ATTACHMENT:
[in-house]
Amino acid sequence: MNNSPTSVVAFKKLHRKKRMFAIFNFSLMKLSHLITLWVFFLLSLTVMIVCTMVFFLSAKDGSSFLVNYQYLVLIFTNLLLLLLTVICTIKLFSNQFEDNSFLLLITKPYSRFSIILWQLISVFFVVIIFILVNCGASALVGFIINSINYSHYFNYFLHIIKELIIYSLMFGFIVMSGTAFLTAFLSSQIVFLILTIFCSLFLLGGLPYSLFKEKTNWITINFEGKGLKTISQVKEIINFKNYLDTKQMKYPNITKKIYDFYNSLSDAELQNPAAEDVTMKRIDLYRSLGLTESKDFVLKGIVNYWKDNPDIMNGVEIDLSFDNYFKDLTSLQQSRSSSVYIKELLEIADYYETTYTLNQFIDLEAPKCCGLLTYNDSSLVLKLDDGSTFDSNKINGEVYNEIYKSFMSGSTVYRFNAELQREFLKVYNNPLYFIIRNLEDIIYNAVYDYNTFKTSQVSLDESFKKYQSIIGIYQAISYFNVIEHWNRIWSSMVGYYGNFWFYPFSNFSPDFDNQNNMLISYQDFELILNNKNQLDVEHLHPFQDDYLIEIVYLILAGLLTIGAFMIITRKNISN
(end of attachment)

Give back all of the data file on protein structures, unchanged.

[in-house]
Amino acid sequence: MNNSPTSVVAFKKLHRKKRMFAIFNFSLMKLSHLITLWVFFLLSLTVMIVCTMVFFLSAKDGSSFLVNYQYLVLIFTNLLLLLLTVICTIKLFSNQFEDNSFLLLITKPYSRFSIILWQLISVFFVVIIFILVNCGASALVGFIINSINYSHYFNYFLHIIKELIIYSLMFGFIVMSGTAFLTAFLSSQIVFLILTIFCSLFLLGGLPYSLFKEKTNWITINFEGKGLKTISQVKEIINFKNYLDTKQMKYPNITKKIYDFYNSLSDAELQNPAAEDVTMKRIDLYRSLGLTESKDFVLKGIVNYWKDNPDIMNGVEIDLSFDNYFKDLTSLQQSRSSSVYIKELLEIADYYETTYTLNQFIDLEAPKCCGLLTYNDSSLVLKLDDGSTFDSNKINGEVYNEIYKSFMSGSTVYRFNAELQREFLKVYNNPLYFIIRNLEDIIYNAVYDYNTFKTSQVSLDESFKKYQSIIGIYQAISYFNVIEHWNRIWSSMVGYYGNFWFYPFSNFSPDFDNQNNMLISYQDFELILNNKNQLDVEHLHPFQDDYLIEIVYLILAGLLTIGAFMIITRKNISN